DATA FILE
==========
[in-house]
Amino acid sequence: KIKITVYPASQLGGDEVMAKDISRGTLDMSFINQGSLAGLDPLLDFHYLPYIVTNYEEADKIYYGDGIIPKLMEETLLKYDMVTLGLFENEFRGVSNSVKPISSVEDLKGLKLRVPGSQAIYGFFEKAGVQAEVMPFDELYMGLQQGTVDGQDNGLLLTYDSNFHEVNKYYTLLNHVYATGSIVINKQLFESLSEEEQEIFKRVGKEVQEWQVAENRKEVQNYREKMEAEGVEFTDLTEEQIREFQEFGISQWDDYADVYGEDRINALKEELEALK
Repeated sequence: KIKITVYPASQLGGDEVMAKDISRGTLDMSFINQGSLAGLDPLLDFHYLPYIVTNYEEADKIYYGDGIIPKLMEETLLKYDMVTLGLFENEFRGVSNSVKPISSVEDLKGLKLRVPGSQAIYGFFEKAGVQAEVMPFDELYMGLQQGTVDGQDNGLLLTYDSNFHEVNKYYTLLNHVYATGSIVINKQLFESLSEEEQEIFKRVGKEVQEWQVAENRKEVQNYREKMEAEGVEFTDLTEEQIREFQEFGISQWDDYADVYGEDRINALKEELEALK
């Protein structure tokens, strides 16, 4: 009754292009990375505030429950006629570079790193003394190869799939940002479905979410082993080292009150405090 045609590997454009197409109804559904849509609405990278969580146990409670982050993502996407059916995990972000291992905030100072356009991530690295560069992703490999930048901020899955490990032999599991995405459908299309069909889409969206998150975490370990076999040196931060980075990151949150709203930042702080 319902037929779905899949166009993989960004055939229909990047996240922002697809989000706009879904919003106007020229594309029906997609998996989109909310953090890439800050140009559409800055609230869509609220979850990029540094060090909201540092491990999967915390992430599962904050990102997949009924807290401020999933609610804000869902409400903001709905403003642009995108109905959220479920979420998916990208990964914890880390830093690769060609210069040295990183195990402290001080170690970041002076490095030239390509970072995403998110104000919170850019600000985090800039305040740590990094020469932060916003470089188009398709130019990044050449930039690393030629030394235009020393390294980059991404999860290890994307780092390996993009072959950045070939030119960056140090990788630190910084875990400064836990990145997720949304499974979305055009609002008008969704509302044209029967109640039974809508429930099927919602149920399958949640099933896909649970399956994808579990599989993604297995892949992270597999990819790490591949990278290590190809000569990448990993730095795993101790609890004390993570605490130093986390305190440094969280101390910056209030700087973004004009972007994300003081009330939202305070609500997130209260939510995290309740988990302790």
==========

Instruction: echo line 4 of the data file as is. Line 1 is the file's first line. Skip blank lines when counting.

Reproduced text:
């Protein structure tokens, strides 16, 4: 009754292009990375505030429950006629570079790193003394190869799939940002479905979410082993080292009150405090 045609590997454009197409109804559904849509609405990278969580146990409670982050993502996407059916995990972000291992905030100072356009991530690295560069992703490999930048901020899955490990032999599991995405459908299309069909889409969206998150975490370990076999040196931060980075990151949150709203930042702080 319902037929779905899949166009993989960004055939229909990047996240922002697809989000706009879904919003106007020229594309029906997609998996989109909310953090890439800050140009559409800055609230869509609220979850990029540094060090909201540092491990999967915390992430599962904050990102997949009924807290401020999933609610804000869902409400903001709905403003642009995108109905959220479920979420998916990208990964914890880390830093690769060609210069040295990183195990402290001080170690970041002076490095030239390509970072995403998110104000919170850019600000985090800039305040740590990094020469932060916003470089188009398709130019990044050449930039690393030629030394235009020393390294980059991404999860290890994307780092390996993009072959950045070939030119960056140090990788630190910084875990400064836990990145997720949304499974979305055009609002008008969704509302044209029967109640039974809508429930099927919602149920399958949640099933896909649970399956994808579990599989993604297995892949992270597999990819790490591949990278290590190809000569990448990993730095795993101790609890004390993570605490130093986390305190440094969280101390910056209030700087973004004009972007994300003081009330939202305070609500997130209260939510995290309740988990302790």